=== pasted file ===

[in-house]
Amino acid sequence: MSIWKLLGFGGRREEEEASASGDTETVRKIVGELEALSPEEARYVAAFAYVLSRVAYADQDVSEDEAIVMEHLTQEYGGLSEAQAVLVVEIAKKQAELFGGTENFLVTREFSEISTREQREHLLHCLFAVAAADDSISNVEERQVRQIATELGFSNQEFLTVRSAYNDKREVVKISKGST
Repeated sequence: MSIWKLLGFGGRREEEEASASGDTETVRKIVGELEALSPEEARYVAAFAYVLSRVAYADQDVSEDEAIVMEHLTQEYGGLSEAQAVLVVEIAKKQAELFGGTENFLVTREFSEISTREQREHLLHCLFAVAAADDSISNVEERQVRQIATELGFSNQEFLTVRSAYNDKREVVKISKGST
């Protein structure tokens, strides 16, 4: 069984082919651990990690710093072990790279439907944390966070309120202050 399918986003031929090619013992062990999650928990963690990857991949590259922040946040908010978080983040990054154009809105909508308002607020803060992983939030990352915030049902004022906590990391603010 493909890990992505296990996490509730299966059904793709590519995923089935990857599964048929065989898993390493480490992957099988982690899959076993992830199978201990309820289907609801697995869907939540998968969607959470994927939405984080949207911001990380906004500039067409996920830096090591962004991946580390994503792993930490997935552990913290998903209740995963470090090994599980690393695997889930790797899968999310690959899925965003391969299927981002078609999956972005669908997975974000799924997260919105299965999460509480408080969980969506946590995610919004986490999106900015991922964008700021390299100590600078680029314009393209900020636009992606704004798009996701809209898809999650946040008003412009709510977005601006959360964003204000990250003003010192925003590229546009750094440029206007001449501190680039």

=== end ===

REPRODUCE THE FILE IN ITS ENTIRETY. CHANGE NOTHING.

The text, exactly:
[in-house]
Amino acid sequence: MSIWKLLGFGGRREEEEASASGDTETVRKIVGELEALSPEEARYVAAFAYVLSRVAYADQDVSEDEAIVMEHLTQEYGGLSEAQAVLVVEIAKKQAELFGGTENFLVTREFSEISTREQREHLLHCLFAVAAADDSISNVEERQVRQIATELGFSNQEFLTVRSAYNDKREVVKISKGST
Repeated sequence: MSIWKLLGFGGRREEEEASASGDTETVRKIVGELEALSPEEARYVAAFAYVLSRVAYADQDVSEDEAIVMEHLTQEYGGLSEAQAVLVVEIAKKQAELFGGTENFLVTREFSEISTREQREHLLHCLFAVAAADDSISNVEERQVRQIATELGFSNQEFLTVRSAYNDKREVVKISKGST
């Protein structure tokens, strides 16, 4: 069984082919651990990690710093072990790279439907944390966070309120202050 399918986003031929090619013992062990999650928990963690990857991949590259922040946040908010978080983040990054154009809105909508308002607020803060992983939030990352915030049902004022906590990391603010 493909890990992505296990996490509730299966059904793709590519995923089935990857599964048929065989898993390493480490992957099988982690899959076993992830199978201990309820289907609801697995869907939540998968969607959470994927939405984080949207911001990380906004500039067409996920830096090591962004991946580390994503792993930490997935552990913290998903209740995963470090090994599980690393695997889930790797899968999310690959899925965003391969299927981002078609999956972005669908997975974000799924997260919105299965999460509480408080969980969506946590995610919004986490999106900015991922964008700021390299100590600078680029314009393209900020636009992606704004798009996701809209898809999650946040008003412009709510977005601006959360964003204000990250003003010192925003590229546009750094440029206007001449501190680039």